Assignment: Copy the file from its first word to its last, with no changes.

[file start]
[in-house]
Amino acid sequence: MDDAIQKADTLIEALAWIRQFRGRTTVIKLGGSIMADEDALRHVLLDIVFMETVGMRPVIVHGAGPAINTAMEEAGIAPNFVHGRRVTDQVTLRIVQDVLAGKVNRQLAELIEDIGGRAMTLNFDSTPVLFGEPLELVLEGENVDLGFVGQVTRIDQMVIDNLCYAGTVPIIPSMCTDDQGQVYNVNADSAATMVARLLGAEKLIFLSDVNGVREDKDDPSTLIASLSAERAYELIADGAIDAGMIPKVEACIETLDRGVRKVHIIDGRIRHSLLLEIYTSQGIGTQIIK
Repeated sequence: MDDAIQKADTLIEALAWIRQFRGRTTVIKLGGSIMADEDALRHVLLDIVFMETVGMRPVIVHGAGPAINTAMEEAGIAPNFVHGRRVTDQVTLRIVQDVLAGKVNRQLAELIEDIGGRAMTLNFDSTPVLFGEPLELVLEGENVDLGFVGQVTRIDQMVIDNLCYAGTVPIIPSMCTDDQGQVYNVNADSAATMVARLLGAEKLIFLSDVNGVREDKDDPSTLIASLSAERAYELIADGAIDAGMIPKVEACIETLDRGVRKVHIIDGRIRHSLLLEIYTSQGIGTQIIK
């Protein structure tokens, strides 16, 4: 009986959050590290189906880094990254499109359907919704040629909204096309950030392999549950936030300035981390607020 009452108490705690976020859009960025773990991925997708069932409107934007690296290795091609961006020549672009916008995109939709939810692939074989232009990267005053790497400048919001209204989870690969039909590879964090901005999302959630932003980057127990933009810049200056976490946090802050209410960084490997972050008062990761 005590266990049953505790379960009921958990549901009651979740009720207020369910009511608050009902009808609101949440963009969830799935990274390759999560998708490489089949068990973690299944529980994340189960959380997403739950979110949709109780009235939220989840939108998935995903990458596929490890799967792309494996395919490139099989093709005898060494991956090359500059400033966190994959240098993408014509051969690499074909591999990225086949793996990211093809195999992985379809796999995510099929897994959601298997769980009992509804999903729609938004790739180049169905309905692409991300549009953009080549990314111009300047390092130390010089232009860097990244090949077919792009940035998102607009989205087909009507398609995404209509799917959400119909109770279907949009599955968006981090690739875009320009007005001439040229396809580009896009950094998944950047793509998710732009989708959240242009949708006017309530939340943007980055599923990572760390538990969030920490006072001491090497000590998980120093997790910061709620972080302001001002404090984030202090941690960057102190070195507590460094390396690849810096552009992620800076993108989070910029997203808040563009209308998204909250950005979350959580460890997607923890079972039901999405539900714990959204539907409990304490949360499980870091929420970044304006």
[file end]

[in-house]
Amino acid sequence: MDDAIQKADTLIEALAWIRQFRGRTTVIKLGGSIMADEDALRHVLLDIVFMETVGMRPVIVHGAGPAINTAMEEAGIAPNFVHGRRVTDQVTLRIVQDVLAGKVNRQLAELIEDIGGRAMTLNFDSTPVLFGEPLELVLEGENVDLGFVGQVTRIDQMVIDNLCYAGTVPIIPSMCTDDQGQVYNVNADSAATMVARLLGAEKLIFLSDVNGVREDKDDPSTLIASLSAERAYELIADGAIDAGMIPKVEACIETLDRGVRKVHIIDGRIRHSLLLEIYTSQGIGTQIIK
Repeated sequence: MDDAIQKADTLIEALAWIRQFRGRTTVIKLGGSIMADEDALRHVLLDIVFMETVGMRPVIVHGAGPAINTAMEEAGIAPNFVHGRRVTDQVTLRIVQDVLAGKVNRQLAELIEDIGGRAMTLNFDSTPVLFGEPLELVLEGENVDLGFVGQVTRIDQMVIDNLCYAGTVPIIPSMCTDDQGQVYNVNADSAATMVARLLGAEKLIFLSDVNGVREDKDDPSTLIASLSAERAYELIADGAIDAGMIPKVEACIETLDRGVRKVHIIDGRIRHSLLLEIYTSQGIGTQIIK
């Protein structure tokens, strides 16, 4: 009986959050590290189906880094990254499109359907919704040629909204096309950030392999549950936030300035981390607020 009452108490705690976020859009960025773990991925997708069932409107934007690296290795091609961006020549672009916008995109939709939810692939074989232009990267005053790497400048919001209204989870690969039909590879964090901005999302959630932003980057127990933009810049200056976490946090802050209410960084490997972050008062990761 005590266990049953505790379960009921958990549901009651979740009720207020369910009511608050009902009808609101949440963009969830799935990274390759999560998708490489089949068990973690299944529980994340189960959380997403739950979110949709109780009235939220989840939108998935995903990458596929490890799967792309494996395919490139099989093709005898060494991956090359500059400033966190994959240098993408014509051969690499074909591999990225086949793996990211093809195999992985379809796999995510099929897994959601298997769980009992509804999903729609938004790739180049169905309905692409991300549009953009080549990314111009300047390092130390010089232009860097990244090949077919792009940035998102607009989205087909009507398609995404209509799917959400119909109770279907949009599955968006981090690739875009320009007005001439040229396809580009896009950094998944950047793509998710732009989708959240242009949708006017309530939340943007980055599923990572760390538990969030920490006072001491090497000590998980120093997790910061709620972080302001001002404090984030202090941690960057102190070195507590460094390396690849810096552009992620800076993108989070910029997203808040563009209308998204909250950005979350959580460890997607923890079972039901999405539900714990959204539907409990304490949360499980870091929420970044304006």